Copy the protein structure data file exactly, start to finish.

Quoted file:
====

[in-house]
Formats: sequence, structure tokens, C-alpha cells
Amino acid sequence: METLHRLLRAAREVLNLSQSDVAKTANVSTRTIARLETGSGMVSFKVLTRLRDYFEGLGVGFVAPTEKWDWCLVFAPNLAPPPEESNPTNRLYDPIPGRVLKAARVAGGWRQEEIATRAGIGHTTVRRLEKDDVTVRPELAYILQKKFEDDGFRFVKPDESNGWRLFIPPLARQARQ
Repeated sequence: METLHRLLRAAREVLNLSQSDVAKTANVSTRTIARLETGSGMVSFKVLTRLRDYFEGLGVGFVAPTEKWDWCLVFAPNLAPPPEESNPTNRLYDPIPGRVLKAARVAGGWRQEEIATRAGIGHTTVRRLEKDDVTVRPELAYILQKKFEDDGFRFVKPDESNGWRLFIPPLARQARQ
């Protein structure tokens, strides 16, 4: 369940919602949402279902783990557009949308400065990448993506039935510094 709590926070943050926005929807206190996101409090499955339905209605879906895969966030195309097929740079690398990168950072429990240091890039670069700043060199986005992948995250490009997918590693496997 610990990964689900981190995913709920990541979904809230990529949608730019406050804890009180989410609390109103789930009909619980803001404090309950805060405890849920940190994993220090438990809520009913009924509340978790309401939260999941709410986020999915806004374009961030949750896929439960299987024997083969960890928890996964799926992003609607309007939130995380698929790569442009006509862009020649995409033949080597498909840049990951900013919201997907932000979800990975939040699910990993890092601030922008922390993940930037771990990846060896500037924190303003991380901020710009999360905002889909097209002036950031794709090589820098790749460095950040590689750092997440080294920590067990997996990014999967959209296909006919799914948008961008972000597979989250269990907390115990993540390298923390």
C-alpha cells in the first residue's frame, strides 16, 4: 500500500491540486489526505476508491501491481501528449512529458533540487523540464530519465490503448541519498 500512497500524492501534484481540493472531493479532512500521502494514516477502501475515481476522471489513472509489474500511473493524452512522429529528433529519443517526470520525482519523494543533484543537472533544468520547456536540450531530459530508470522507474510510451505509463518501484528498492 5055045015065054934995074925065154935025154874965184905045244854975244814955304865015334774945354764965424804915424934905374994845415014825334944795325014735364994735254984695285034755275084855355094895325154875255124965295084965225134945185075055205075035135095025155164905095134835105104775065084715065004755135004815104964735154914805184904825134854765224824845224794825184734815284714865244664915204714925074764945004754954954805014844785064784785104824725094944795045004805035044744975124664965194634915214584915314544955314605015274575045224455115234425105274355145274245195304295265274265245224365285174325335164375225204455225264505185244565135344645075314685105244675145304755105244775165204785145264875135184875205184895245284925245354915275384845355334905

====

[in-house]
Formats: sequence, structure tokens, C-alpha cells
Amino acid sequence: METLHRLLRAAREVLNLSQSDVAKTANVSTRTIARLETGSGMVSFKVLTRLRDYFEGLGVGFVAPTEKWDWCLVFAPNLAPPPEESNPTNRLYDPIPGRVLKAARVAGGWRQEEIATRAGIGHTTVRRLEKDDVTVRPELAYILQKKFEDDGFRFVKPDESNGWRLFIPPLARQARQ
Repeated sequence: METLHRLLRAAREVLNLSQSDVAKTANVSTRTIARLETGSGMVSFKVLTRLRDYFEGLGVGFVAPTEKWDWCLVFAPNLAPPPEESNPTNRLYDPIPGRVLKAARVAGGWRQEEIATRAGIGHTTVRRLEKDDVTVRPELAYILQKKFEDDGFRFVKPDESNGWRLFIPPLARQARQ
């Protein structure tokens, strides 16, 4: 369940919602949402279902783990557009949308400065990448993506039935510094 709590926070943050926005929807206190996101409090499955339905209605879906895969966030195309097929740079690398990168950072429990240091890039670069700043060199986005992948995250490009997918590693496997 610990990964689900981190995913709920990541979904809230990529949608730019406050804890009180989410609390109103789930009909619980803001404090309950805060405890849920940190994993220090438990809520009913009924509340978790309401939260999941709410986020999915806004374009961030949750896929439960299987024997083969960890928890996964799926992003609607309007939130995380698929790569442009006509862009020649995409033949080597498909840049990951900013919201997907932000979800990975939040699910990993890092601030922008922390993940930037771990990846060896500037924190303003991380901020710009999360905002889909097209002036950031794709090589820098790749460095950040590689750092997440080294920590067990997996990014999967959209296909006919799914948008961008972000597979989250269990907390115990993540390298923390």
C-alpha cells in the first residue's frame, strides 16, 4: 500500500491540486489526505476508491501491481501528449512529458533540487523540464530519465490503448541519498 500512497500524492501534484481540493472531493479532512500521502494514516477502501475515481476522471489513472509489474500511473493524452512522429529528433529519443517526470520525482519523494543533484543537472533544468520547456536540450531530459530508470522507474510510451505509463518501484528498492 5055045015065054934995074925065154935025154874965184905045244854975244814955304865015334774945354764965424804915424934905374994845415014825334944795325014735364994735254984695285034755275084855355094895325154875255124965295084965225134945185075055205075035135095025155164905095134835105104775065084715065004755135004815104964735154914805184904825134854765224824845224794825184734815284714865244664915204714925074764945004754954954805014844785064784785104824725094944795045004805035044744975124664965194634915214584915314544955314605015274575045224455115234425105274355145274245195304295265274265245224365285174325335164375225204455225264505185244565135344645075314685105244675145304755105244775165204785145264875135184875205184895245284925245354915275384845355334905